The 2012 Presidential campaign was a watershed moment for the use of data analytics in assisting get-out-the-vote efforts. Despite noted public opposition to the practice, both major campaigns collected a massive amount of personal information on every voter while refusing to rudimentary answer questions about what they were doing. Meanwhile, campaigns have distributed apps and games that mine your personal information, considered selling a massive database of your political views to private corporations for advertising purposes, and used optimization techniques to figure out how to get you to part with your money most frequently. With the latest efforts by NRCC, you can now add design manipulation to the list.
There’s nothing new about sleazy ads and misleading tactics – what’s new is the way they can be delivered. Campaigning online offers capabilities that officials could only dream about doing in-person: specific messages tailored to your browsing history, going deep into a social network to find people that could influence you, changing a message in real-time in response to news or developments, the ability to approach you anytime and anywhere, and an automated process for improving the ability to persuade you based on your reactions.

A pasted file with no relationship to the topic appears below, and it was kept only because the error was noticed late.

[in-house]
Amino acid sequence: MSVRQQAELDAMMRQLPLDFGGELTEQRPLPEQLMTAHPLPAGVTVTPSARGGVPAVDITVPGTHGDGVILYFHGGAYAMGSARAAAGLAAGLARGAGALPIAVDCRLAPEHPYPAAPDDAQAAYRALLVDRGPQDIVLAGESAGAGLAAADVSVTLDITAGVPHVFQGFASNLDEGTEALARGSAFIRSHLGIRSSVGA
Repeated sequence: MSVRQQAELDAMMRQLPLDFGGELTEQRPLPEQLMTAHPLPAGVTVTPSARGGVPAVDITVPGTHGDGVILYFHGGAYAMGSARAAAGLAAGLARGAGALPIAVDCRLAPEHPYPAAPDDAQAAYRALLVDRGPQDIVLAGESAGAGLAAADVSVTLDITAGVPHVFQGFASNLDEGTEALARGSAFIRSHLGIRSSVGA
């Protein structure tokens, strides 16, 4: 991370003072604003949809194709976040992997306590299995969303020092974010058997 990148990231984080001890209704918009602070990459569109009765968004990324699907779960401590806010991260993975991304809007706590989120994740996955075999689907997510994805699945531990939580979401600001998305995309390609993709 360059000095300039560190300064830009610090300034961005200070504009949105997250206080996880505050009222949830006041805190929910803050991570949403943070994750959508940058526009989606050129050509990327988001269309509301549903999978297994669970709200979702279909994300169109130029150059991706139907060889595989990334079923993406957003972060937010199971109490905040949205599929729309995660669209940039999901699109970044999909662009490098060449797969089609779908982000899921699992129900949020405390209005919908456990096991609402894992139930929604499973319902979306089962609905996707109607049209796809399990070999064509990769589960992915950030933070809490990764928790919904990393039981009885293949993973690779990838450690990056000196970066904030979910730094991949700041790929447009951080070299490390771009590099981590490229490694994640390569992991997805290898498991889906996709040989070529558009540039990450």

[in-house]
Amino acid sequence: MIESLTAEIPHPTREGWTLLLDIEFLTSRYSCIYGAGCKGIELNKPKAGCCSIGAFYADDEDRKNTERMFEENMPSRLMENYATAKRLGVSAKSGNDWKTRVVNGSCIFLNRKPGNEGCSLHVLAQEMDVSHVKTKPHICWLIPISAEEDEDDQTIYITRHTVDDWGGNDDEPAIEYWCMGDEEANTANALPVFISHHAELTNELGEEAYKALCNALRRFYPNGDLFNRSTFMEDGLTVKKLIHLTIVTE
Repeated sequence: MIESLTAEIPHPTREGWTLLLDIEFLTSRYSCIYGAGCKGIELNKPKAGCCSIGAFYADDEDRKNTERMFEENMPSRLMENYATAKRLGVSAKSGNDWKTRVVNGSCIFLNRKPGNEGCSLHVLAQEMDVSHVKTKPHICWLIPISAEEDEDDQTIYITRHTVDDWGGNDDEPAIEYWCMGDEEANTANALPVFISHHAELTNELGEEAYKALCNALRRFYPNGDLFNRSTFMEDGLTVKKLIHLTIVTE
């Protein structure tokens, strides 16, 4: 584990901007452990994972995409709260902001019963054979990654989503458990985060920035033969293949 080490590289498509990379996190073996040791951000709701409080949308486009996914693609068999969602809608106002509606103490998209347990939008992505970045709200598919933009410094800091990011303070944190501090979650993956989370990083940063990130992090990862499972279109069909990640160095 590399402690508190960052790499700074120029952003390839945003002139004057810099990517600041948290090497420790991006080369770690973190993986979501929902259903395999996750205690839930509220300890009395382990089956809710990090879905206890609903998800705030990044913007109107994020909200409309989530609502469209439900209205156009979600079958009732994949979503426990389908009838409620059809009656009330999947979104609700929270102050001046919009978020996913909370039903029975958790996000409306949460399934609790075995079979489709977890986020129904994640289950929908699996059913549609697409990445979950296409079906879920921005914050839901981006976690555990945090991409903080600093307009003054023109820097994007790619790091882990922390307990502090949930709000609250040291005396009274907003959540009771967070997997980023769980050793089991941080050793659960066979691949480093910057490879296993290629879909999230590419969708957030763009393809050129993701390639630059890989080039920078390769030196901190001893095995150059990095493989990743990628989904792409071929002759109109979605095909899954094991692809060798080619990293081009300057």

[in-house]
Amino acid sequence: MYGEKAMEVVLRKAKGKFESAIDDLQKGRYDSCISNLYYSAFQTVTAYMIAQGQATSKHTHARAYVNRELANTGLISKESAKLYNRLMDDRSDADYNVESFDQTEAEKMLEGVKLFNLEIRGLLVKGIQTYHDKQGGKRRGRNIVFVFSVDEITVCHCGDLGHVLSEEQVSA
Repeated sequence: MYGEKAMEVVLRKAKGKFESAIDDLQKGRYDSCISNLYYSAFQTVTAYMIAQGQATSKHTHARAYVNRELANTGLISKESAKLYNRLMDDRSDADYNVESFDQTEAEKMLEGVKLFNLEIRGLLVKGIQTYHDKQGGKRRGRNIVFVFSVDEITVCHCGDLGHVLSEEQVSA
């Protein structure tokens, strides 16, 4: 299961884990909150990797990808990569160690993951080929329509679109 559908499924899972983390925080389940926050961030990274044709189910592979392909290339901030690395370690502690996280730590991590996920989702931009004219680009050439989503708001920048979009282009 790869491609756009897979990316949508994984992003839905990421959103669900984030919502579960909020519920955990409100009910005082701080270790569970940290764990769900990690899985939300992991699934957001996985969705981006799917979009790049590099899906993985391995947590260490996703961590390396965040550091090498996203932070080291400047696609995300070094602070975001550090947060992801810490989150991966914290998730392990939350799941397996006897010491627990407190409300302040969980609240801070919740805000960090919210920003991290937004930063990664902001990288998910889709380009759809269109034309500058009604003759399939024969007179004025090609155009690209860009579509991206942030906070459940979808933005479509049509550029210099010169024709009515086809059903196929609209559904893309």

Full story: http://www.forbes.com/sites/tarunwadhwa/2014/02/07/republicans-using-fake-websites-to-trick-donors-and-the-troubling-ethics-of-online-political-campaigns/